Music is love: Singer striving for success By Martin Boyce

OTTAWA - The red record button flashes on as she pauses, then softly sings her song. Grasping for air, she transitions from high to low note, slowly bringing the music to a quiet close.

Satisfied with her work, Annabelle Gardam saves her recording and prepares it for upload.

As a third year University of Ottawa student studying Communications and French, for her, singing is a coping mechanism. When she’s scared or stressed, she sings; her passion calms her down and relaxes her nerves. She just wishes she could sing more.

"I feel guilty when I'm doing something I love because I'm supposed to be studying," she said.

Getting started

As a child, she was terrified of skiing but had to with her family, nonetheless. Singing relieved the anxiety she felt from the cold, breezy wind thrashing against her face as she skied. “I stop thinking about everything that’s happening and just focus,” the Toronto native said.

It wasn’t skiing, however, that made singing a prominent part of her life. More than 10 years ago, her sister’s friend gave her the confidence boost she needed to ask her parents for vocal lessons. Who would have guessed a simple compliment about a nine-year-old’s rendition of Twinkle Twinkle Little Star would play such an influential role in a girl’s life? It was at that moment, Gardam truly thought she could be a good singer.

“I was like ‘Oh, maybe I should try seeing where this goes.’,” she said. Vocal lessons were just the first step. She joined the school choir then worked her way up to singing at coffee houses, before acting and performing in Anne of Green Gables in her senior year.

Staying comfortable

Her confident delivery offers no hint of her inner worry – forgetting the next lyric. It’s not performing in front of a large Disney crowd of 500 people that makes her nervous but instead, the 10-word verse that follows.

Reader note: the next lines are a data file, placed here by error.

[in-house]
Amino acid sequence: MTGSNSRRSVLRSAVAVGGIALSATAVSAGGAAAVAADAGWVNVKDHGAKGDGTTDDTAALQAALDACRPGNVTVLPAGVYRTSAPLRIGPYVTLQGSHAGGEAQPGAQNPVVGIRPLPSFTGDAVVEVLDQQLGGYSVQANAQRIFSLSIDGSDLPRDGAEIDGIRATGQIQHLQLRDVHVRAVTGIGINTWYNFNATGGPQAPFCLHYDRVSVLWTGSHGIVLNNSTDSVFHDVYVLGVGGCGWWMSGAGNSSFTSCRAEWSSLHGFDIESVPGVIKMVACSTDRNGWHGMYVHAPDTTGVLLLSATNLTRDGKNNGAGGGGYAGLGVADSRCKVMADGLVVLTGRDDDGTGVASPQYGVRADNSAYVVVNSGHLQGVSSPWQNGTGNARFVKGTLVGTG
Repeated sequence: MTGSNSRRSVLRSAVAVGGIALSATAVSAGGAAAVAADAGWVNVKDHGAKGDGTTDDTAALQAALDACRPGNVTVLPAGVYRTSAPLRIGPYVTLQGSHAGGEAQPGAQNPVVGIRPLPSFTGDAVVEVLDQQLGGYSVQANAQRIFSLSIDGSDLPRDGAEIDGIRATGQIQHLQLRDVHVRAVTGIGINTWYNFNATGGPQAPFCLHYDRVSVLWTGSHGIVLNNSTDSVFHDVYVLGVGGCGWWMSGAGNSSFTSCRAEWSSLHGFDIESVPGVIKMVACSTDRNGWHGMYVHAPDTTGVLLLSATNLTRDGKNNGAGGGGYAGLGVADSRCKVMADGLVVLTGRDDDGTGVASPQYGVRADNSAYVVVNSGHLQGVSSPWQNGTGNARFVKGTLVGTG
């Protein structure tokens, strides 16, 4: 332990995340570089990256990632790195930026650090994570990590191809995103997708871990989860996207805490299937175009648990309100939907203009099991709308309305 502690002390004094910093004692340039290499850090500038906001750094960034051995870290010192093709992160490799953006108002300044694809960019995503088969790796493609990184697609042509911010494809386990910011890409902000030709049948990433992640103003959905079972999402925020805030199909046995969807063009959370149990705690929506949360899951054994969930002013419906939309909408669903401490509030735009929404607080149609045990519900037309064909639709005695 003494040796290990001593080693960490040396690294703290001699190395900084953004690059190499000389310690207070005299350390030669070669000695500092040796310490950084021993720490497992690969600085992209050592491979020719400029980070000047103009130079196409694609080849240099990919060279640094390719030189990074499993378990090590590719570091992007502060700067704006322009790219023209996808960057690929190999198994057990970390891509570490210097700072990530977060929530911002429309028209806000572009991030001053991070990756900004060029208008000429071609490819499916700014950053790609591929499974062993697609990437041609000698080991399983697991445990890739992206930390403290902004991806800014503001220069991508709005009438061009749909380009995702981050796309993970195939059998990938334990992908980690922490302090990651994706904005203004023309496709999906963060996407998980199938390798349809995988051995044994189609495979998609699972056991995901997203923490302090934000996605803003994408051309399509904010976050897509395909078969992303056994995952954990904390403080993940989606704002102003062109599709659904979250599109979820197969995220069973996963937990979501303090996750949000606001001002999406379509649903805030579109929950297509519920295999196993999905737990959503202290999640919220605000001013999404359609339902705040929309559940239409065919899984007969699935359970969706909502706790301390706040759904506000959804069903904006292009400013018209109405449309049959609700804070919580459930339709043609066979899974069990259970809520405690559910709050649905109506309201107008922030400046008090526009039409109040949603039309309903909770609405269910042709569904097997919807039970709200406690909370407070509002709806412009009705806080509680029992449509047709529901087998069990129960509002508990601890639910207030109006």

"I stop thinking about everything that’s happening and just focus." - Annabelle Gardam, Singer.

Gardam thrives by practicing in the comfort of her own room because she can keep the lyrics close by. She sings with the words tucked to her side, glancing at them periodically. With her self-described “awful memory,” sitting at her desk with her microphone, alone, is much less daunting.

She prefers singing soft pop songs and turning them into slow, smooth jazz. The slower the song, the more she feels she’s able to massage the beat with her voice and make it her own. She’s most experienced, however, in musical theatre. Even with more up-beat songs, like with musical theatre, she prefers them to be slow.

“If I’m singing too fast it just sounds like I’m talking or rapping really badly,” she said.

Gardam prefers to change some original notes to make her music different.

Moving forward

As an aspiring singer, Gardam periodically posts her recordings to her Facebook and YouTube. Generating over 1,200 views of her cover of Can't Help Falling in Love by Elvis Presley, she hopes posting more frequently will help get her voice out there, and generate even more views.

“I was very surprised when I saw that I got that many views,” she said.

In another effort to progress her singing aspirations, she auditioned for La Voix (Quebec version of The Voice) singing competition. “It was a crazy experience,” she said, “but I was a bit nervous so that made my voice a bit shaky.” She isn’t too confident she will be selected for the competition, but she says she will try again next year if she isn’t.

The young singer hasn’t taken vocal lessons since high school but says she might start again in order to move forward in the competition next year. This constant dedication to improving is evident when she practices; she begins her song again if she feels there’s something to fix.

“I was very surprised when I saw that I got that many views.” - Annabelle Gardam, Singer

“She never missed an opportunity to get involved in activities where she could sing,” said her sister, Olivia, who attributes her own confidence to following her big sister’s examples. “I always thought she was really brave to be able to stand up in front of strangers and showcase her singing.”

Gardam gets her musical talent from her family, she says. While education has always been her priority, being a singer has never been out of the picture. “I love it,” she said, “It’s is a huge part of my life.” She knows it won’t be easy, but she would love to follow in her family’s footsteps.

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Martin Boyce


Martin Boyce

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